A Scandal Begins To Unfold In Rowan

The Executive Branch Ethics Commission has fined a one-time state mine inspector $4,000 for accepting bribes from a former lawmaker. [H-L]

There’s a reason Donald Trump’s be-very-afraid acceptance speech resonated with his supporters. [HuffPo]

Wanna see Scott Jennings fall into an unbearable tirade about “liberal thought police”? It’s your lucky day. Jennings went on for paragraph after paragraph blaming liberals for daring hold Doug Cobb accountable for the heinous, disgusting, homophobic things the man has said. And, of course, Jennings even whitewashed that by ignoring the impact on the LGBT community entirely. If you whitewash and excuse homophobia, you’re a homophobe. Liberal thought police? More like Whiny Ass Titty Baby Republican. [C-J/AKN]

What kind of first gentleman would Bill Clinton be? That’s the question on the minds of many as Hillary Clinton seeks to become the first woman to ever hold the Oval Office. [The Hill]

East Kentucky Power Cooperative has filed an application with the Kentucky Public Service Commission to build a 60-acre solar energy facility in Clark County. [Winchester Sun]

David Duke, a former leader of the white supremacist Ku Klux Klan, launched his candidacy on Friday for the U.S. Senate from Louisiana, saying white people are threatened in America and that he hears echoes of his views in Donald Trump’s rhetoric. [Reuters]

On Monday, a court will hear arguments over the legality of some electronic betting machines that base outcomes on horse races that have already taken place. [WFPL]

The leadership of the religious right once looked like a promising stronghold for the Never Trump movement, a bastion of the GOP deeply at odds with a man who is heretical on many of the political and personal values the country’s most prominent Christian leaders hold dear. [Politico]

A dismembered body was found in a container floating in the Green River in Hart County on Saturday, according to a press release from the Kentucky State Police Post 3 in Bowling Green. [Glasgow Daily Times]

Ranchers near the Mexican border see smugglers and sometimes find bodies, but they favor a different approach to illegal immigration from Donald J. Trump’s wall. [NY Times]

An Office of Education Accountability investigation has found Rowan County Schools Supt. Marvin Moore and Rowan County Senior High School Principal Ray Ginter “violated law and policy” by not investigating complaints of hazing and bullying in the Vikings football program, according to its report July 8. [The Morehead News]

DONALD J. TRUMP, until now a Republican problem, this week became a challenge the nation must confront and overcome. Mr. Trump has nothing positive to offer, only scapegoats and dark conspiracy theories. [WaPo]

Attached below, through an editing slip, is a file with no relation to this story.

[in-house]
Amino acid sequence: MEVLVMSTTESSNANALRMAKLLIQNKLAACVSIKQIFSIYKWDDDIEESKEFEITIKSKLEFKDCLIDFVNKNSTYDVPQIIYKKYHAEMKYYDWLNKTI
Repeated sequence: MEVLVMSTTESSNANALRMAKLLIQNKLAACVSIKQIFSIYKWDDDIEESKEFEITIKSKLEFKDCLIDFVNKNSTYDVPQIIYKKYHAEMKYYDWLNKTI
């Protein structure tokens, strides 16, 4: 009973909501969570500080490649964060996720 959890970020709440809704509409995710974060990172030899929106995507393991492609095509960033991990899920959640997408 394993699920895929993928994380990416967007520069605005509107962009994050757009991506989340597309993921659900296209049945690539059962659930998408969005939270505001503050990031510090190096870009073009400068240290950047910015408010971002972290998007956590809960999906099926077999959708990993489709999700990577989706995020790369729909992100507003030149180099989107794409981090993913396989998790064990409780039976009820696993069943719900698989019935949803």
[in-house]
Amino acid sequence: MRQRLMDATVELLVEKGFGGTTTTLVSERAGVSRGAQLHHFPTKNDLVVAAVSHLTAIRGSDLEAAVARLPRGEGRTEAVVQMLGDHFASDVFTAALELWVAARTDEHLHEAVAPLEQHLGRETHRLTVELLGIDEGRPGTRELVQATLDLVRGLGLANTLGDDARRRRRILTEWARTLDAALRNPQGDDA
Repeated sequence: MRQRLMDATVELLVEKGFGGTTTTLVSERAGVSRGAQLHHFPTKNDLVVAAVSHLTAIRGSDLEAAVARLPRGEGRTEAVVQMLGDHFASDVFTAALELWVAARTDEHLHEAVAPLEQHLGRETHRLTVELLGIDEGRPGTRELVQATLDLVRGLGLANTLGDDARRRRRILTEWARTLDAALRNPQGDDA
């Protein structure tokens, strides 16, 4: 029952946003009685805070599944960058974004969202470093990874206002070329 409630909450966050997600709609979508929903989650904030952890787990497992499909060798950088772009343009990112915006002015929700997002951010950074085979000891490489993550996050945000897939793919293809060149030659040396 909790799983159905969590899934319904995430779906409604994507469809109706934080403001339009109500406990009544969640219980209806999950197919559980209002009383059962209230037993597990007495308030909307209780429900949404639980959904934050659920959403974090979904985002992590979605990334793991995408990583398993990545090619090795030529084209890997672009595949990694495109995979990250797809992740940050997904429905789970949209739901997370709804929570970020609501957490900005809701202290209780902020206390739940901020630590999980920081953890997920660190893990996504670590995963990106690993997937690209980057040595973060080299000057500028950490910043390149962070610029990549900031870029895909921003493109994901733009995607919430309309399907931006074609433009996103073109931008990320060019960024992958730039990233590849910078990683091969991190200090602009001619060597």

Estill County Judge-Executive Wallace Taylor was critical Tuesday of the state’s conduct in regard to the illegal dumping of out-of-state radioactive waste at an Estill landfill. [H-L]

Hillary Clinton made her first appearance with vice presidential pick, Sen. Tim Kaine (D-Va.), hailing him for being extremely qualified for the job and offering a stark contrast to Donald Trump and his VP choice. [HuffPo]

No One Believes Bevin Was Unaware

Kinda like that time he claimed he didn’t attend a cockfighting rally and then video footage of him speaking at the rally emerged. Matt Bevin distanced himself Wednesday from the removal of former first lady Jane Beshear’s name from the Capitol Education Center on the grounds of the Capitol. [H-L]

Former Minnesota Rep. Michele Bachmann (R) returned to the spotlight this week with an unusual definition of “religious liberty.” Apparently, it’s a land where people of all faiths can come together and say “Merry Christmas.” [HuffPo]

Matt Bevin said Wednesday that Donald Trump is “absolutely” qualified to serve as president of the United States. [C-J/AKN]

Republicans crafting a party platform in Cleveland quietly voted Monday in favor of building a wall along the U.S.-Mexico border, ratifying one of presumptive presidential nominee Donald Trump’s most controversial proposals. [The Hill]

Saying Kentucky badly needs a well-trained work force, Gov. Matt Bevin announced Wednesday the state is accepting applications from educational institutions, businesses and industry and community leaders for innovative work force development projects. [Ronnie Ellis]

CIA Director John Brennan said on Wednesday he would resign if the next president ordered his agency to resume waterboarding suspected militants, an apparent reference to comments by Republican presidential candidate Donald Trump embracing the banned interrogation method. [Reuters]

Recent intense rain storms and flooding events — like the deadly flooding last month that killed more than 20 in West Virginia and left hundreds more homeless — may not have a direct link to climate change, but the heating of the planet’s surface and ocean temperatures is a factor, according to Dr. Eungul Lee, assistant professor of geography at West Virginia University. [Richmond Register]